Pop culture obsessives writing for the pop culture obsessed.
Pop culture obsessives writing for the pop culture obsessed.

Paranormal Activity

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The new cinéma vérité horror film/mockumentary Paranormal Activity paradoxically feels more like a sequel to The Blair Witch Project than that film’s actual sequel. Like an ideal follow-up, Paranormal Activity takes the same basic premise—amateur filmmaker documents own descent into paranoia and terror at the hands of sinister unseen forces—in a bold new direction. Where Project got a lot of mileage out of the archetypal campfire-story spookiness of the wilderness where its hapless filmmakers got lost, Paranormal Activity derives much of its power from juxtaposing supernatural otherworldliness with the mundanity of the apartment where its action takes place. At best, Paranormal Activity makes the banal and commonplace deeply unsettling. The film’s resemblance to Blair Witch extends to unknown lead actors who are realistic and convincing enough to come off as shrill and unpleasant. After all, people are seldom at their best when confronted by dark powers beyond their comprehension.

Micah Sloat stars as a goofball, technology-happy day trader who picks up a video camera to document a series of ghostly disturbances that have plagued his college-student girlfriend (Katie Featherstone) from an early age. Sloat enters into the project in a spirit of boyish adventure; he wants to capture the whole creepy rollercoaster ride for posterity. Featherstone sees nothing fun about the hell she’s experiencing. The cracks in the couple’s relationship rise to the surface as incidents of unexplainable, seemingly supernatural phenomena begin occurring with increasing frequency.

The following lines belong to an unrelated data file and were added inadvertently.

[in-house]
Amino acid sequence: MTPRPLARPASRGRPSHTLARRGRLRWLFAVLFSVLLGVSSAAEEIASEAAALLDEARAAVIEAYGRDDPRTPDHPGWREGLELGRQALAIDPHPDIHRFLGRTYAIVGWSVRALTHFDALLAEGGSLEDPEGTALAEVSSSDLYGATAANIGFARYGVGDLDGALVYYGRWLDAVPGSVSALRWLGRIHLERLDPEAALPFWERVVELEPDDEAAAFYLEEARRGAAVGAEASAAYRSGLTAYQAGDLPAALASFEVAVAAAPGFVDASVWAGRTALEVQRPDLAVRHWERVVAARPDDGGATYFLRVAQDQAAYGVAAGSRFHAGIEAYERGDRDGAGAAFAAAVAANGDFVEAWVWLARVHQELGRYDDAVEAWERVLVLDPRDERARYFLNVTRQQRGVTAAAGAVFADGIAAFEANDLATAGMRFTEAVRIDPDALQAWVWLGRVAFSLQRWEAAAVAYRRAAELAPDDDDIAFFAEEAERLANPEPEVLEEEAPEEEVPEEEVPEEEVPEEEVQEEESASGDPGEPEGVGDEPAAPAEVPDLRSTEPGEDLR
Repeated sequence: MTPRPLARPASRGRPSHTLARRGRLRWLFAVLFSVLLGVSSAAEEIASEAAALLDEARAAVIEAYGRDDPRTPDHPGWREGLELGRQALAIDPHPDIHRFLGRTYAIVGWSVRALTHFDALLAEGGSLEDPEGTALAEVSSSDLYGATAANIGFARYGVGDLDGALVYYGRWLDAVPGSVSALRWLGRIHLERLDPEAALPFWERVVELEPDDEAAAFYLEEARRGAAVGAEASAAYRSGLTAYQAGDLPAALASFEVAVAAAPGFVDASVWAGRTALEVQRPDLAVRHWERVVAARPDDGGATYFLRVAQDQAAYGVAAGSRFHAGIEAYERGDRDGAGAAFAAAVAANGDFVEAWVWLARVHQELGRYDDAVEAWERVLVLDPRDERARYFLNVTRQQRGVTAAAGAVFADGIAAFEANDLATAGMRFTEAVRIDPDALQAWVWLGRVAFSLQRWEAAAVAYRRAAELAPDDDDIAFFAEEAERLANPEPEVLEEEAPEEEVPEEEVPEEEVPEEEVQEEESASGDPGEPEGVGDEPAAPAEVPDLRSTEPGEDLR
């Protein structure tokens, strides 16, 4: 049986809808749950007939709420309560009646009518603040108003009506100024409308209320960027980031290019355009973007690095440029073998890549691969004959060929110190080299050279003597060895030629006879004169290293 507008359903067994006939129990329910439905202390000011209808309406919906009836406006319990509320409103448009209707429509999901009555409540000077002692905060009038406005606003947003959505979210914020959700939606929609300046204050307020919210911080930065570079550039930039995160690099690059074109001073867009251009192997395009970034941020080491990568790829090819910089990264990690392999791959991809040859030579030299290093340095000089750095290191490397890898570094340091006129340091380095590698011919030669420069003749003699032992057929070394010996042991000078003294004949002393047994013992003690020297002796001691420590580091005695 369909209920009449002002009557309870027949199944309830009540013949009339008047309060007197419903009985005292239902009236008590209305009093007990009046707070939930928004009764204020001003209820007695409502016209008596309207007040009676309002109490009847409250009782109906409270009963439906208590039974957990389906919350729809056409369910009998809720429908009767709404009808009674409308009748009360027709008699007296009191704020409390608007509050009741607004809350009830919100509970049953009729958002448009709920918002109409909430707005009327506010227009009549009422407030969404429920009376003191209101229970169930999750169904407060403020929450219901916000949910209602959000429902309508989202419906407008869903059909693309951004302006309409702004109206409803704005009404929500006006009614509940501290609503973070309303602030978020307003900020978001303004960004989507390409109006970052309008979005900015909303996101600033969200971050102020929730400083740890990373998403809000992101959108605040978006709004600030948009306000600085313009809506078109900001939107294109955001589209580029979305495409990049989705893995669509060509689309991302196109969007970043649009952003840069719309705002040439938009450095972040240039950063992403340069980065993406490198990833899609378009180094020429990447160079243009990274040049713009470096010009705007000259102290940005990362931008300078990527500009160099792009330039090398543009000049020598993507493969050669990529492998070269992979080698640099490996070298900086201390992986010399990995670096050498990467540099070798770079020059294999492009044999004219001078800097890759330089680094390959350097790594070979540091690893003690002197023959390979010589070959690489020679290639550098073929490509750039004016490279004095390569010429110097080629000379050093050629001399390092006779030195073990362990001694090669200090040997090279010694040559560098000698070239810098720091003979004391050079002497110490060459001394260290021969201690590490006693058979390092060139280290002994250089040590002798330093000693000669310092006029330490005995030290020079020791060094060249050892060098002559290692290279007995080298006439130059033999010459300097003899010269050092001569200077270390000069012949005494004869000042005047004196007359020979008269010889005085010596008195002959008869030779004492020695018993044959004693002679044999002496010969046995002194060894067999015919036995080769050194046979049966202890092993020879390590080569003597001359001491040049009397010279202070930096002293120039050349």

Without its firm grounding in the ho-hum day-to-day reality of a reasonably well-adjusted twentysomething couple that can handle most of what life has to offer, Paranormal Activity could easily have been nothing more than a tardy Blair Witch knockoff with second-generation J-horror flourishes. A regrettable Ouija-board sequence alone threatens to stop the film cold and hurl it into the annals of camp, but the filmmakers weather occasional missteps while cultivating a tone of creeping dread. The film loses some of its grimy verisimilitude toward the end, but it’s nevertheless a surprisingly effective low-budget shocker with a sensibility as current as the latest viral videos, yet rooted in the suggestive, less-is-more atmospherics of Val Lewton.